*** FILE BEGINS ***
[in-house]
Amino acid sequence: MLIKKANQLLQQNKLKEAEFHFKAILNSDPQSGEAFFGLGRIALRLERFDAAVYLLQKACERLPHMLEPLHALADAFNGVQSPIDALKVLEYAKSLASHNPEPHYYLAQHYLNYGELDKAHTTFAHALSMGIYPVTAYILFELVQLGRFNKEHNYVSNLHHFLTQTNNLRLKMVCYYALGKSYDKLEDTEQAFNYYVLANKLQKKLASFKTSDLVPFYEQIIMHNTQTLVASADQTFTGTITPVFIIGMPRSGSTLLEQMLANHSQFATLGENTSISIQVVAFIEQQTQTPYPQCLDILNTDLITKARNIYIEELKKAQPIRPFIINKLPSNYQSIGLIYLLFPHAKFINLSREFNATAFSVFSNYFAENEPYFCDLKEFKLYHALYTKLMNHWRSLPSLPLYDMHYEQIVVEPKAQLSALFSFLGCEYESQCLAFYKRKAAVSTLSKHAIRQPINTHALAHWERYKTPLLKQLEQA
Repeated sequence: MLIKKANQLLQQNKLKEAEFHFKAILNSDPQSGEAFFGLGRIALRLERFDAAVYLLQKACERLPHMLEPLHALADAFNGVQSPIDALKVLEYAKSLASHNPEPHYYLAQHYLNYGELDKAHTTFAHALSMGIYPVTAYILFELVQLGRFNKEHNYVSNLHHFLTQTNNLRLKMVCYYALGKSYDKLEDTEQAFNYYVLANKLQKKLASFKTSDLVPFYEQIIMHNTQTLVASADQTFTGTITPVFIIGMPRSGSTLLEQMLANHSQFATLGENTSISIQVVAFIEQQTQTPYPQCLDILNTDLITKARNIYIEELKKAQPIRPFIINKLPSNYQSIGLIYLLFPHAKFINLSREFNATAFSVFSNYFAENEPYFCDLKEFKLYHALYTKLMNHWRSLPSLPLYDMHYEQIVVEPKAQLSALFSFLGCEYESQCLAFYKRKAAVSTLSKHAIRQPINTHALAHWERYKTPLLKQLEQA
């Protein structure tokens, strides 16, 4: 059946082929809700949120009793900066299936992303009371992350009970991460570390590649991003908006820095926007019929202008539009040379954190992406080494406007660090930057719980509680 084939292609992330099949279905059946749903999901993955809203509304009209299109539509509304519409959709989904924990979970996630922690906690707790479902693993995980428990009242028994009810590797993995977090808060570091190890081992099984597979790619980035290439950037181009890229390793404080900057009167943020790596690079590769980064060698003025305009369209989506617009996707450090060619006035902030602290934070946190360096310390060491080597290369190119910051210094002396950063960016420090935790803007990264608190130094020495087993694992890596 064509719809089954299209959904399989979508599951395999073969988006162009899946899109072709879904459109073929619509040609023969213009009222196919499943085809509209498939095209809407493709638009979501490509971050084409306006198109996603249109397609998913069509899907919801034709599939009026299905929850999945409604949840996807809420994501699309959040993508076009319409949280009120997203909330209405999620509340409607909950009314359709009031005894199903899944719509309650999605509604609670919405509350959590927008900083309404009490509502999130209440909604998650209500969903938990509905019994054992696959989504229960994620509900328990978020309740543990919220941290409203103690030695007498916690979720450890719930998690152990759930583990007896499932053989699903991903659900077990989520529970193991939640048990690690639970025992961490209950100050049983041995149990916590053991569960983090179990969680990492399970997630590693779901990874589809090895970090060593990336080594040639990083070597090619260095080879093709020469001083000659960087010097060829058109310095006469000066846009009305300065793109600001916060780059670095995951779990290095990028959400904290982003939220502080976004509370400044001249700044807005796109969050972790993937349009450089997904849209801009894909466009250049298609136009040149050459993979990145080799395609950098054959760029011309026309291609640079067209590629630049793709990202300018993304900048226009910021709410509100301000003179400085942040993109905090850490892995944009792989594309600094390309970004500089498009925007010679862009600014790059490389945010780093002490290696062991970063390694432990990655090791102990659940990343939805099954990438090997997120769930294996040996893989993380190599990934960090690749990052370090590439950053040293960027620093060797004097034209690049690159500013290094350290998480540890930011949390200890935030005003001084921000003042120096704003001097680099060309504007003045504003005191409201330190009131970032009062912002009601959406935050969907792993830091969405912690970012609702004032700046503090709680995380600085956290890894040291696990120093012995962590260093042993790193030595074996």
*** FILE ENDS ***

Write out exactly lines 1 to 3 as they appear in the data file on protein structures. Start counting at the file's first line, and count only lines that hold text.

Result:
[in-house]
Amino acid sequence: MLIKKANQLLQQNKLKEAEFHFKAILNSDPQSGEAFFGLGRIALRLERFDAAVYLLQKACERLPHMLEPLHALADAFNGVQSPIDALKVLEYAKSLASHNPEPHYYLAQHYLNYGELDKAHTTFAHALSMGIYPVTAYILFELVQLGRFNKEHNYVSNLHHFLTQTNNLRLKMVCYYALGKSYDKLEDTEQAFNYYVLANKLQKKLASFKTSDLVPFYEQIIMHNTQTLVASADQTFTGTITPVFIIGMPRSGSTLLEQMLANHSQFATLGENTSISIQVVAFIEQQTQTPYPQCLDILNTDLITKARNIYIEELKKAQPIRPFIINKLPSNYQSIGLIYLLFPHAKFINLSREFNATAFSVFSNYFAENEPYFCDLKEFKLYHALYTKLMNHWRSLPSLPLYDMHYEQIVVEPKAQLSALFSFLGCEYESQCLAFYKRKAAVSTLSKHAIRQPINTHALAHWERYKTPLLKQLEQA
Repeated sequence: MLIKKANQLLQQNKLKEAEFHFKAILNSDPQSGEAFFGLGRIALRLERFDAAVYLLQKACERLPHMLEPLHALADAFNGVQSPIDALKVLEYAKSLASHNPEPHYYLAQHYLNYGELDKAHTTFAHALSMGIYPVTAYILFELVQLGRFNKEHNYVSNLHHFLTQTNNLRLKMVCYYALGKSYDKLEDTEQAFNYYVLANKLQKKLASFKTSDLVPFYEQIIMHNTQTLVASADQTFTGTITPVFIIGMPRSGSTLLEQMLANHSQFATLGENTSISIQVVAFIEQQTQTPYPQCLDILNTDLITKARNIYIEELKKAQPIRPFIINKLPSNYQSIGLIYLLFPHAKFINLSREFNATAFSVFSNYFAENEPYFCDLKEFKLYHALYTKLMNHWRSLPSLPLYDMHYEQIVVEPKAQLSALFSFLGCEYESQCLAFYKRKAAVSTLSKHAIRQPINTHALAHWERYKTPLLKQLEQA